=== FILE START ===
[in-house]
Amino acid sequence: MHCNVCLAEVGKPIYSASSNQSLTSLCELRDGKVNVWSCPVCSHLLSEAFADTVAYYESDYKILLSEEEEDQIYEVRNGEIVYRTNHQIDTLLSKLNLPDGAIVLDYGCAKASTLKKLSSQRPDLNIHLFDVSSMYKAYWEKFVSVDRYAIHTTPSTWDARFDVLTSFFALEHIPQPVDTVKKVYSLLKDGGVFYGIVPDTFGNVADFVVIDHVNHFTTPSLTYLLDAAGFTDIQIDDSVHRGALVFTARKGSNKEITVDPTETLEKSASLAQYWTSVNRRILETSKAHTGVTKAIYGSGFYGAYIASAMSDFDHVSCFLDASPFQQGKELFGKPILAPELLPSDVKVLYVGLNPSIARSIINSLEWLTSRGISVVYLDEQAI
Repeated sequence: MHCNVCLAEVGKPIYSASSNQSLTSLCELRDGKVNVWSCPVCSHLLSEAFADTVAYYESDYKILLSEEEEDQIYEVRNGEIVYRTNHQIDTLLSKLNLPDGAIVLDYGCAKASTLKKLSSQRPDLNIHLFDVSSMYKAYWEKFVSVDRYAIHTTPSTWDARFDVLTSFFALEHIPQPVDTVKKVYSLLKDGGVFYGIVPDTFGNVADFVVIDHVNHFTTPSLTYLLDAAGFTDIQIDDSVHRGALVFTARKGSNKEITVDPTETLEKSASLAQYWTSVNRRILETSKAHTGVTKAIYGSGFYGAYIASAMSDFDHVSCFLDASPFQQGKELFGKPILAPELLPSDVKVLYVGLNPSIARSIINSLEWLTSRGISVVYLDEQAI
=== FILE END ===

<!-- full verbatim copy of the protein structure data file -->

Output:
[in-house]
Amino acid sequence: MHCNVCLAEVGKPIYSASSNQSLTSLCELRDGKVNVWSCPVCSHLLSEAFADTVAYYESDYKILLSEEEEDQIYEVRNGEIVYRTNHQIDTLLSKLNLPDGAIVLDYGCAKASTLKKLSSQRPDLNIHLFDVSSMYKAYWEKFVSVDRYAIHTTPSTWDARFDVLTSFFALEHIPQPVDTVKKVYSLLKDGGVFYGIVPDTFGNVADFVVIDHVNHFTTPSLTYLLDAAGFTDIQIDDSVHRGALVFTARKGSNKEITVDPTETLEKSASLAQYWTSVNRRILETSKAHTGVTKAIYGSGFYGAYIASAMSDFDHVSCFLDASPFQQGKELFGKPILAPELLPSDVKVLYVGLNPSIARSIINSLEWLTSRGISVVYLDEQAI
Repeated sequence: MHCNVCLAEVGKPIYSASSNQSLTSLCELRDGKVNVWSCPVCSHLLSEAFADTVAYYESDYKILLSEEEEDQIYEVRNGEIVYRTNHQIDTLLSKLNLPDGAIVLDYGCAKASTLKKLSSQRPDLNIHLFDVSSMYKAYWEKFVSVDRYAIHTTPSTWDARFDVLTSFFALEHIPQPVDTVKKVYSLLKDGGVFYGIVPDTFGNVADFVVIDHVNHFTTPSLTYLLDAAGFTDIQIDDSVHRGALVFTARKGSNKEITVDPTETLEKSASLAQYWTSVNRRILETSKAHTGVTKAIYGSGFYGAYIASAMSDFDHVSCFLDASPFQQGKELFGKPILAPELLPSDVKVLYVGLNPSIARSIINSLEWLTSRGISVVYLDEQAI